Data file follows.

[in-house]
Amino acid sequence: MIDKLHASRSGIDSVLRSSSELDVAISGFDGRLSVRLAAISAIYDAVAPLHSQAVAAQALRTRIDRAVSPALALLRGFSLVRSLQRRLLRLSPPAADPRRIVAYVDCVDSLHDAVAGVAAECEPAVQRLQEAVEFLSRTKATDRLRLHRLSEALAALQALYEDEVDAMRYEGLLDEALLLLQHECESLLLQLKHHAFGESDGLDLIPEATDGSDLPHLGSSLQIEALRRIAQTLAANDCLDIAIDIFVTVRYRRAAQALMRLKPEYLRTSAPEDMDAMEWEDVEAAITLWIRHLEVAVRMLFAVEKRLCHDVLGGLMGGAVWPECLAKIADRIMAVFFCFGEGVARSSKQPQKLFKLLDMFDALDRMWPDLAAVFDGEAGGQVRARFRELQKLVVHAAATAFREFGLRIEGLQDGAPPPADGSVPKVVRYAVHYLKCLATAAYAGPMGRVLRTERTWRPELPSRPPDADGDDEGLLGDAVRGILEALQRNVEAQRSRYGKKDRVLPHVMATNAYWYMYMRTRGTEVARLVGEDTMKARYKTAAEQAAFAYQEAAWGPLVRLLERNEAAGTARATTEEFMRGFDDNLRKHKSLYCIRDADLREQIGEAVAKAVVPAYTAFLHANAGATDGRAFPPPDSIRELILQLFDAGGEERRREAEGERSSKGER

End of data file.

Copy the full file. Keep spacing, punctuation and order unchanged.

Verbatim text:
[in-house]
Amino acid sequence: MIDKLHASRSGIDSVLRSSSELDVAISGFDGRLSVRLAAISAIYDAVAPLHSQAVAAQALRTRIDRAVSPALALLRGFSLVRSLQRRLLRLSPPAADPRRIVAYVDCVDSLHDAVAGVAAECEPAVQRLQEAVEFLSRTKATDRLRLHRLSEALAALQALYEDEVDAMRYEGLLDEALLLLQHECESLLLQLKHHAFGESDGLDLIPEATDGSDLPHLGSSLQIEALRRIAQTLAANDCLDIAIDIFVTVRYRRAAQALMRLKPEYLRTSAPEDMDAMEWEDVEAAITLWIRHLEVAVRMLFAVEKRLCHDVLGGLMGGAVWPECLAKIADRIMAVFFCFGEGVARSSKQPQKLFKLLDMFDALDRMWPDLAAVFDGEAGGQVRARFRELQKLVVHAAATAFREFGLRIEGLQDGAPPPADGSVPKVVRYAVHYLKCLATAAYAGPMGRVLRTERTWRPELPSRPPDADGDDEGLLGDAVRGILEALQRNVEAQRSRYGKKDRVLPHVMATNAYWYMYMRTRGTEVARLVGEDTMKARYKTAAEQAAFAYQEAAWGPLVRLLERNEAAGTARATTEEFMRGFDDNLRKHKSLYCIRDADLREQIGEAVAKAVVPAYTAFLHANAGATDGRAFPPPDSIRELILQLFDAGGEERRREAEGERSSKGER